QR Codes or Bust: Experimenting with QR Codes at the Brooklyn Museum

Posted by admin on Jan 26, 2012

Editor's Note: The following is blog post by Shelley Bernstein, the Chief of Technology at the Brooklyn Museum. It is reposted here based on two separate posts on the Brooklyn Museum blog with permission. 

A while back, I reported that we [Brooklyn Museum] were in the process of a trial period with QR codes.  We’ve just taken a look at the stats, so I’m giving a run down of what we’ve seen.  If I asked the Magic 8-Ball if we’d continue with QR in the New Year, I think the response might be anything from “outlook not so good” to “don’t count on it” or, possibly, “cannot predict now.”

I’ve long been a critic of QR Codes.  When I look around, I see low adoption rates, technical hurdles for end users and some really annoying uses in the marketing sector—who wants that? As critical as I am, there have been some really good uses in museums and I think we are starting to see a tide change in New York City. For starters, the city is using them on all the building permits, so you can learn more as you pass construction sites.

Implementation Considerations

When looking at a possible implementation at the Brooklyn Museum, there are considerations to think about—we’ve got a community-minded mission that takes accessibility very seriously and we are aware that a very large portion of our visitors don’t have the smartphones required to use the codes.  That said, we want to start looking at what this equation means for us and, as a result, we’ve just installed QR codes in the Museum as an experiment to see how visitors respond. We are evaluating several different types of uses. While we still expect use to be fairly low, we’ll be looking at metrics and comparing them to other types of mobile use, namely our mobile website and our mobile app—we are curious to see if pickup rate increases as we move to an on-demand system using readily off the shelf technology.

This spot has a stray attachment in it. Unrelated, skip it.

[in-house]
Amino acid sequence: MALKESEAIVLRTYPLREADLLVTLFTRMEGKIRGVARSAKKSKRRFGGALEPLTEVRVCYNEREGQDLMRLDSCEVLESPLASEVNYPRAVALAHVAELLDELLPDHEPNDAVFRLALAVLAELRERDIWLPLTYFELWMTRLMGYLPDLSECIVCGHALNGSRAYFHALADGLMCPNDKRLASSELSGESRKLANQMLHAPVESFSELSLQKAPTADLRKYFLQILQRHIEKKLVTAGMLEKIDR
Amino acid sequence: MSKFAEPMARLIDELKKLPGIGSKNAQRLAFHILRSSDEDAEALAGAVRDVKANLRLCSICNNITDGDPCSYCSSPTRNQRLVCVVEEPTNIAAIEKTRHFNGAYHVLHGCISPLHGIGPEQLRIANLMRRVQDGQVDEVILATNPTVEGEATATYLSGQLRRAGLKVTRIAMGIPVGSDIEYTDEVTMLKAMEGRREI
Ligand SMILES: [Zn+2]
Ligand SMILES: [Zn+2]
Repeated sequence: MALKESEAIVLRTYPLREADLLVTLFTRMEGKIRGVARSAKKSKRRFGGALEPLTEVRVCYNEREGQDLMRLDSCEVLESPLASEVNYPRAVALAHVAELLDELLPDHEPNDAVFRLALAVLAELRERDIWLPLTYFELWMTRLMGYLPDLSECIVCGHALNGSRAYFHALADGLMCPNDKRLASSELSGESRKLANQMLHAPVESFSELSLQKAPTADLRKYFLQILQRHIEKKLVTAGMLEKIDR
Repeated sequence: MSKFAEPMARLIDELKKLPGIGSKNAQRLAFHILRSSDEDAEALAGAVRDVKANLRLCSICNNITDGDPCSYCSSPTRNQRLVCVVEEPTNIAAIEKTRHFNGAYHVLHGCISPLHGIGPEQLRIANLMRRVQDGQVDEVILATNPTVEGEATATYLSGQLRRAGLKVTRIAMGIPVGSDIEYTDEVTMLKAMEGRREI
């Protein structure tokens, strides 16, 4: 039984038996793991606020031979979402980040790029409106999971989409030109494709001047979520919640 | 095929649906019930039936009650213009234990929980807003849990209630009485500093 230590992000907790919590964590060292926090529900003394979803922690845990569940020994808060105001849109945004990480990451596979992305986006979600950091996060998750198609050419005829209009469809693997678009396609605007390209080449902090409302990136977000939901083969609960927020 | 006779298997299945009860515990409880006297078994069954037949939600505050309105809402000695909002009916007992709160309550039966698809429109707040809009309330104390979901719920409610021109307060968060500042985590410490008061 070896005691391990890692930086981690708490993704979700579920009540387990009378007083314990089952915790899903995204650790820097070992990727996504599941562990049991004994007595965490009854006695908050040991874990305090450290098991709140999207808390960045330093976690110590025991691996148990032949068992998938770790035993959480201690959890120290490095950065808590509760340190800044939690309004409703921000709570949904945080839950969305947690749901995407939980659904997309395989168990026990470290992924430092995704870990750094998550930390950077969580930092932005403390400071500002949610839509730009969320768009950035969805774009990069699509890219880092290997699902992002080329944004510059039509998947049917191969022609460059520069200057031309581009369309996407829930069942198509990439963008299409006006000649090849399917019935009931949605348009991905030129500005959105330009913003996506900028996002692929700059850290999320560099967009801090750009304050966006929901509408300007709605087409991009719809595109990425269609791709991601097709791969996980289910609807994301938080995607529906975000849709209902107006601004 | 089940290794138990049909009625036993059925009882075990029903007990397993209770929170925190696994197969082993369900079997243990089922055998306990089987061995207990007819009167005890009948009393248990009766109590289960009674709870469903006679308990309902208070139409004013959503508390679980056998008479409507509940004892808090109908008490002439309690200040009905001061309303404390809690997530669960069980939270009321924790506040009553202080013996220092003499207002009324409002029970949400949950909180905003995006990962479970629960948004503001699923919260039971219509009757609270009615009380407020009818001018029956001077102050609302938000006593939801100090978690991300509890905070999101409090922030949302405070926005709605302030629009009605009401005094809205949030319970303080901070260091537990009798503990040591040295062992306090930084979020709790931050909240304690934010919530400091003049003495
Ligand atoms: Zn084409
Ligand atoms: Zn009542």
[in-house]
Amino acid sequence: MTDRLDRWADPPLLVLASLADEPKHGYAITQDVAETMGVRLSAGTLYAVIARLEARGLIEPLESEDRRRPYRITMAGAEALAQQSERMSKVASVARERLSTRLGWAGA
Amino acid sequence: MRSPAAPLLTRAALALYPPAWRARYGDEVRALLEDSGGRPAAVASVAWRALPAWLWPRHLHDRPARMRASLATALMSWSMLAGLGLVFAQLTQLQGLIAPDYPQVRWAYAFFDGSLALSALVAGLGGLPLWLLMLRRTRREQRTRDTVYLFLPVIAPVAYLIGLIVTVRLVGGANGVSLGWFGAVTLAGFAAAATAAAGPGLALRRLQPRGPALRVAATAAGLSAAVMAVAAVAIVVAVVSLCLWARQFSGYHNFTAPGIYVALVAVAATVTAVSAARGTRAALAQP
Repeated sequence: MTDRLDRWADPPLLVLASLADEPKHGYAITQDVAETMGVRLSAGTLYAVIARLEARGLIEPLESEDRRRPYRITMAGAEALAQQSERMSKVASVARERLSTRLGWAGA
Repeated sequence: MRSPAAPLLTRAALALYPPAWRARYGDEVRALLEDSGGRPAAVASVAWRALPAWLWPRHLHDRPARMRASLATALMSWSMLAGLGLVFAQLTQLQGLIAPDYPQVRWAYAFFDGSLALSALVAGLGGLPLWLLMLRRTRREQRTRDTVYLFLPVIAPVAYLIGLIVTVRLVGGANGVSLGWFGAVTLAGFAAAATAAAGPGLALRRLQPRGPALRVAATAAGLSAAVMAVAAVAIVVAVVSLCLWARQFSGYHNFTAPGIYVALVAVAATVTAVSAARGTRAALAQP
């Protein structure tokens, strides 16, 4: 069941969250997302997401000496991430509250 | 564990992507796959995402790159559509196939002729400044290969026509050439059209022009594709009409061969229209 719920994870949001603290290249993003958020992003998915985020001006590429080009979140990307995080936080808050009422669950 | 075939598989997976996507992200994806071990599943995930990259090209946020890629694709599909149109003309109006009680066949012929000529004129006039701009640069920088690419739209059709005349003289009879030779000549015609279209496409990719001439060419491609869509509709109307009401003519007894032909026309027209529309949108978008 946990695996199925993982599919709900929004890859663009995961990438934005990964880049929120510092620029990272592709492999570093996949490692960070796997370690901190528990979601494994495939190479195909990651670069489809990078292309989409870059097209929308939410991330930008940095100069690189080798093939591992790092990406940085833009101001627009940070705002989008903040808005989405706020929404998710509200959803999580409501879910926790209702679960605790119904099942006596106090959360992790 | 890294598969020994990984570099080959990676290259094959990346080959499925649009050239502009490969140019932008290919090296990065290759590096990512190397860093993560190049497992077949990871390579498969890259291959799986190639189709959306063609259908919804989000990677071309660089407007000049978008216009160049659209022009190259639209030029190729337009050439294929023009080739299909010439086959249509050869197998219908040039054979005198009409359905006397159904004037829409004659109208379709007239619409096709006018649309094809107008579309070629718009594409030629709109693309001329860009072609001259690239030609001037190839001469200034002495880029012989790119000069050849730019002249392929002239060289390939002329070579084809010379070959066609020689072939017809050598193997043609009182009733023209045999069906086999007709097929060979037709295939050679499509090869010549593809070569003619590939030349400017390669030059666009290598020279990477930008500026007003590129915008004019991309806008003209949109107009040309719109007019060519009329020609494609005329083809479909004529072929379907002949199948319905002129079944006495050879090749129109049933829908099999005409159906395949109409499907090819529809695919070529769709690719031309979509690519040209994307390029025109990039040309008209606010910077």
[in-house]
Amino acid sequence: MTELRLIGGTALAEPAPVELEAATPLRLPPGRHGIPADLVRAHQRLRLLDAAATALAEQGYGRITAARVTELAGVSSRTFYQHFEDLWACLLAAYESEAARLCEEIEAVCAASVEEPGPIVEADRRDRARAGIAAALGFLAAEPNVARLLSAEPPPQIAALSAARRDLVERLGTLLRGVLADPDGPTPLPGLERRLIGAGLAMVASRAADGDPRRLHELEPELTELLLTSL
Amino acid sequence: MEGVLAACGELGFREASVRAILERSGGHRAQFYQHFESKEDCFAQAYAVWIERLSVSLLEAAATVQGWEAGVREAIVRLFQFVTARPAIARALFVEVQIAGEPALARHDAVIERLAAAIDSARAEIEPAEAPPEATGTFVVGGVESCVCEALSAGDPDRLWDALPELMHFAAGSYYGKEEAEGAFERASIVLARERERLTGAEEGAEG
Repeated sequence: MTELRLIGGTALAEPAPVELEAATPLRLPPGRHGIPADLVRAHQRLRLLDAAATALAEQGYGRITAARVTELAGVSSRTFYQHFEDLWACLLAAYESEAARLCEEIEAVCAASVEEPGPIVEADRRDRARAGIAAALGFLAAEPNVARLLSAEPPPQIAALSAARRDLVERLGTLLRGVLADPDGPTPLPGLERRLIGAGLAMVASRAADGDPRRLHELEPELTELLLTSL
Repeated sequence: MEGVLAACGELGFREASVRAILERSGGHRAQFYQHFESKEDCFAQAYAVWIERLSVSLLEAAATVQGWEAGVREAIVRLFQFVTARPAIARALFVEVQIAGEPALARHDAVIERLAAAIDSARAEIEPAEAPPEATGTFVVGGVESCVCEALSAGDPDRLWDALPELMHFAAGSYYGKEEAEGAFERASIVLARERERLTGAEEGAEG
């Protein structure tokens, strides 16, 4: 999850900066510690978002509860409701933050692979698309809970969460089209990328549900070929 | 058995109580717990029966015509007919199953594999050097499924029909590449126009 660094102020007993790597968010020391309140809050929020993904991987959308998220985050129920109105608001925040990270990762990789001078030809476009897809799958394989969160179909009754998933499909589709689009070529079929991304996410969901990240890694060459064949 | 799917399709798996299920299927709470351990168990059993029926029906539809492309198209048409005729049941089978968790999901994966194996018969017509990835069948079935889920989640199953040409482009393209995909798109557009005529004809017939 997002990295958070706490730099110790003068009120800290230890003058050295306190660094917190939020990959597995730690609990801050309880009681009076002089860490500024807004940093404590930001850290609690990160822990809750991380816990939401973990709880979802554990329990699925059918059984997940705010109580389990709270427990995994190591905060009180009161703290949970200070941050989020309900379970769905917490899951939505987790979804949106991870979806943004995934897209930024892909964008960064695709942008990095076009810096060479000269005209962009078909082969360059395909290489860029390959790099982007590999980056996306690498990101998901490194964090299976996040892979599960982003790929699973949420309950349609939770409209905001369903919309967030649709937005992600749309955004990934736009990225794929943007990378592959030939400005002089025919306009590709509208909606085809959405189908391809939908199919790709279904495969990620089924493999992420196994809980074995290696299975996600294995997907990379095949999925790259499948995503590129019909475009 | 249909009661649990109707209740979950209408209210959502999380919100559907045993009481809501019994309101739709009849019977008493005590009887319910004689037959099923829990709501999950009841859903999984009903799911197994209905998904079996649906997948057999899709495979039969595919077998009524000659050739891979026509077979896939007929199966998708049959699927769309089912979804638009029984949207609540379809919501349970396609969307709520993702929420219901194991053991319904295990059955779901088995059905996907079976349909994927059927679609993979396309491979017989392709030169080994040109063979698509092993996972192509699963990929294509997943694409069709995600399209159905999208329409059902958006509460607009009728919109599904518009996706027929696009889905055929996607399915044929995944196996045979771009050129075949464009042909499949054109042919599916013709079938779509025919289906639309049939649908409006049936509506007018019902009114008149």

In the QR code trial, we want to make sure the codes do not create unnecessary confusion or exclusion for visitors and, to this end, we’ve created a mobile palm card to help explain things. To increase visibility, a code is printed on the back of our entrance tags. Scanning it takes you to a page that describes what scanning codes throughout the building will get you.

In general, our staff at the Visitor Desk is seeing increased QR awareness among visitors and a rise in demand for the mobile palm card we produced, but stats will help us tell the story. We put a code on the back of our entrance tags that served as an introduction what visitors might find behind QR codes throughout the building. Every visitor coming in the door gets one of these tags, but only 1.77% of visitors responded by scanning the code.

Implementation and Outcomes